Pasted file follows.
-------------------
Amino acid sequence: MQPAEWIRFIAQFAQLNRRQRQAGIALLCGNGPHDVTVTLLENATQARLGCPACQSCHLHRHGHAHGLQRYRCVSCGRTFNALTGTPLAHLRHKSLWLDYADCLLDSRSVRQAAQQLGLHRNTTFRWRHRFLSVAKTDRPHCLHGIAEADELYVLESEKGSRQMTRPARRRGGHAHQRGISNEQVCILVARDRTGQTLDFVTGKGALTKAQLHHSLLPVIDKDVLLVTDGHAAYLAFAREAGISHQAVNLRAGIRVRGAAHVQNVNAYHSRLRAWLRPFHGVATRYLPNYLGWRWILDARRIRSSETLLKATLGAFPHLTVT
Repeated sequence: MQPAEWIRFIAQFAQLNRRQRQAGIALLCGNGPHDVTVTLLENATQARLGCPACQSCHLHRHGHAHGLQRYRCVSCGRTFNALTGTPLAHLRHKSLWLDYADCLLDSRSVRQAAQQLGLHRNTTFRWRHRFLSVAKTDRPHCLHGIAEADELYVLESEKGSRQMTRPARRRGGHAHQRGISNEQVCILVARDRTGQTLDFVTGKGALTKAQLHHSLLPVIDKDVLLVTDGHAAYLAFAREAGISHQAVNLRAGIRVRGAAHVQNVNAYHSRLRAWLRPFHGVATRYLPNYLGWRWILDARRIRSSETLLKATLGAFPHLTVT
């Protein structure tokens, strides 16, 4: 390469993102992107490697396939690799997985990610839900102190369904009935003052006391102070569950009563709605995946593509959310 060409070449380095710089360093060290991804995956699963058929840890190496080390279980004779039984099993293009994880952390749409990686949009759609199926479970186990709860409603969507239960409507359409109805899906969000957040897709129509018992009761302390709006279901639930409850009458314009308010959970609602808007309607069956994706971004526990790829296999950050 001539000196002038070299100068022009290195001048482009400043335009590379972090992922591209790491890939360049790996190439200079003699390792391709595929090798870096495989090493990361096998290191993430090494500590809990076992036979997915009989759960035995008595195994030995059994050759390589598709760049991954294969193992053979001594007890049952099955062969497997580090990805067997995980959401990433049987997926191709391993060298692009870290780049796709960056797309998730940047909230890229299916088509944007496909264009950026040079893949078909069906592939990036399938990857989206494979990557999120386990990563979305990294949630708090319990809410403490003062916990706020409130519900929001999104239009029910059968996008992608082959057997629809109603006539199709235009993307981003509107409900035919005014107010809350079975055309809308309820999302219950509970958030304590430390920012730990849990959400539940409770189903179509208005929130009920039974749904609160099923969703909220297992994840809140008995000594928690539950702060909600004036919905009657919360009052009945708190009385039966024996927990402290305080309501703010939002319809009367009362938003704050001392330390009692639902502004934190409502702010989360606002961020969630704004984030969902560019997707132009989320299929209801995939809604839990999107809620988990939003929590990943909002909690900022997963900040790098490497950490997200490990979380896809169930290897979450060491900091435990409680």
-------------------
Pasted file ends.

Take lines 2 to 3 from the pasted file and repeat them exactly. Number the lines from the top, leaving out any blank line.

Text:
Repeated sequence: MQPAEWIRFIAQFAQLNRRQRQAGIALLCGNGPHDVTVTLLENATQARLGCPACQSCHLHRHGHAHGLQRYRCVSCGRTFNALTGTPLAHLRHKSLWLDYADCLLDSRSVRQAAQQLGLHRNTTFRWRHRFLSVAKTDRPHCLHGIAEADELYVLESEKGSRQMTRPARRRGGHAHQRGISNEQVCILVARDRTGQTLDFVTGKGALTKAQLHHSLLPVIDKDVLLVTDGHAAYLAFAREAGISHQAVNLRAGIRVRGAAHVQNVNAYHSRLRAWLRPFHGVATRYLPNYLGWRWILDARRIRSSETLLKATLGAFPHLTVT
């Protein structure tokens, strides 16, 4: 390469993102992107490697396939690799997985990610839900102190369904009935003052006391102070569950009563709605995946593509959310 060409070449380095710089360093060290991804995956699963058929840890190496080390279980004779039984099993293009994880952390749409990686949009759609199926479970186990709860409603969507239960409507359409109805899906969000957040897709129509018992009761302390709006279901639930409850009458314009308010959970609602808007309607069956994706971004526990790829296999950050 001539000196002038070299100068022009290195001048482009400043335009590379972090992922591209790491890939360049790996190439200079003699390792391709595929090798870096495989090493990361096998290191993430090494500590809990076992036979997915009989759960035995008595195994030995059994050759390589598709760049991954294969193992053979001594007890049952099955062969497997580090990805067997995980959401990433049987997926191709391993060298692009870290780049796709960056797309998730940047909230890229299916088509944007496909264009950026040079893949078909069906592939990036399938990857989206494979990557999120386990990563979305990294949630708090319990809410403490003062916990706020409130519900929001999104239009029910059968996008992608082959057997629809109603006539199709235009993307981003509107409900035919005014107010809350079975055309809308309820999302219950509970958030304590430390920012730990849990959400539940409770189903179509208005929130009920039974749904609160099923969703909220297992994840809140008995000594928690539950702060909600004036919905009657919360009052009945708190009385039966024996927990402290305080309501703010939002319809009367009362938003704050001392330390009692639902502004934190409502702010989360606002961020969630704004984030969902560019997707132009989320299929209801995939809604839990999107809620988990939003929590990943909002909690900022997963900040790098490497950490997200490990979380896809169930290897979450060491900091435990409680």